Several sites around the UK are recognised as great places to stargaze without the light pollution of towns and cities. The South Downs National Park in Sussex is one of these landscapes. It was awarded International Dark Sky Reserve status in 2016 by the US-based International Dark Sky Association, along with the Brecon Beacons National Park in Wales and Exmoor National Park in Devon. The park is also home to several Dark Sky Discovery Sites recognised by an initiative run by the UK Dark Sky Discovery partnership, these include Ditchling Beacon, Devil’s Dyke, Birling Gap and Bignor Hill. These places are recognised as good spots for seeing stars in the night sky with either the naked eye or a good pair of binoculars. They also have excellent public access.

Find out more here.


Man in mobility scooter on boardwalk on beach with plants in foreground

A little-known path through Shoreham’s rare coastal habitat

The port-town of Shoreham is home to an atmospheric Shoreham beach boardwalk that escapes most visitors’ radars. It follows a path through a threatened coastal habitat of globally rare, vegetated shingle designated a Local Nature Reserve in 2006. It’s home to around 90 recorded species of rare plants – and counting – some of which are highlighted on information boards dotted along the boardwalk. The Shoreham Beach Boardwalk starts or ends at Shoreham Fort and winds its way 1.5km to Ferry Road close to Shoreham Village. The Shoreham Beach nature reserve forms part of the newly created Brighton and Lewes Downs UNESCO World Biosphere Region called the Living Coast. It is the only Biosphere in the world to unite a marine and urban landscape.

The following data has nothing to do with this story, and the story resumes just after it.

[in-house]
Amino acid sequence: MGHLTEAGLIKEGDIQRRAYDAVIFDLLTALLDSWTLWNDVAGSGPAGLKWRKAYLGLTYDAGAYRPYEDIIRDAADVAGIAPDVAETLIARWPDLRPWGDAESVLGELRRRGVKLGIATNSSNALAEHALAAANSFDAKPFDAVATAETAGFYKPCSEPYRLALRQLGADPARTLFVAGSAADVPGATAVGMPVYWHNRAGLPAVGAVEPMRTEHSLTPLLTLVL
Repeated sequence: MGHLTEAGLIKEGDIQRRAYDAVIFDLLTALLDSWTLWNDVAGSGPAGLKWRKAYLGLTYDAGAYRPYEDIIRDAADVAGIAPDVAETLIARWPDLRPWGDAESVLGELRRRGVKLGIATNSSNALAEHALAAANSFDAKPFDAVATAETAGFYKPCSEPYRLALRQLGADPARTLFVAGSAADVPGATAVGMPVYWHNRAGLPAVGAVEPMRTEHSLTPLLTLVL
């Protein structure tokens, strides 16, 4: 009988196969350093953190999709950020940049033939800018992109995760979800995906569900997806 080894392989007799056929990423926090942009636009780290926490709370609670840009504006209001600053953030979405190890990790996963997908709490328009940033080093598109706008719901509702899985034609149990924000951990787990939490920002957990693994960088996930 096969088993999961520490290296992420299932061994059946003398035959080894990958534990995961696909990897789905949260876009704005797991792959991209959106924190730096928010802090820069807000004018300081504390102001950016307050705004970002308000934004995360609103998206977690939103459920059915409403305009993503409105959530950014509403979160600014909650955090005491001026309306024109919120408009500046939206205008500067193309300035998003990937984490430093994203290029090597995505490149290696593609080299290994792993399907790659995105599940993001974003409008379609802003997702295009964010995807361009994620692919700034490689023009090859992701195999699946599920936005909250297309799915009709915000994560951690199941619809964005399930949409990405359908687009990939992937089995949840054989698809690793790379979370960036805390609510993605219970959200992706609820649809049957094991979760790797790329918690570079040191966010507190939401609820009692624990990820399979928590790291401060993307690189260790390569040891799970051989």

Beach with pebbles

© Copyright Stefan Czapski and licensed for reuse under

Wild, overlooked and unspoiled Climping Beach

Shoreham isn’t the only rare, vegetated shingle beach in the southeast of England. There’s another in Sussex at Climping Beach, not far from Bognor Regis. It is also special in that it’s home to one of the only two dune systems in West Sussex – the other is at the Witterings. Both are heavily protected under the Site of Special Scientific Interest label, which also encompasses its vegetated shingle, sand flats, a small patch of saltmarsh and a nature reserve at West Beach, just east of Climping.


Ellie Seymour is the author of Secret Sussex, £14.99 (JonGlez publishing).

And finally...Pallant House Gallery

Located in the centre of historic Chichester, Pallant House Gallery is second only to the Tate for its collection of modern British art.

From November 2022 until May 2023 our exhibition Sussex Landscape: Chalk, Wood and Water, explored how the local landscape has inspired generations of artists and writers across the centuries. It showcased Eric Ravilious’s depictions of the South Downs, Andy Goldsworthy’s chalk stone sculptures, Wolfgang Tillmans photographs of the Sussex coast and much more.

You can find out what exhibitions are currently here. Make sure to include us on your list of things to do in Sussex for your next weekend away in this beautiful part of the country!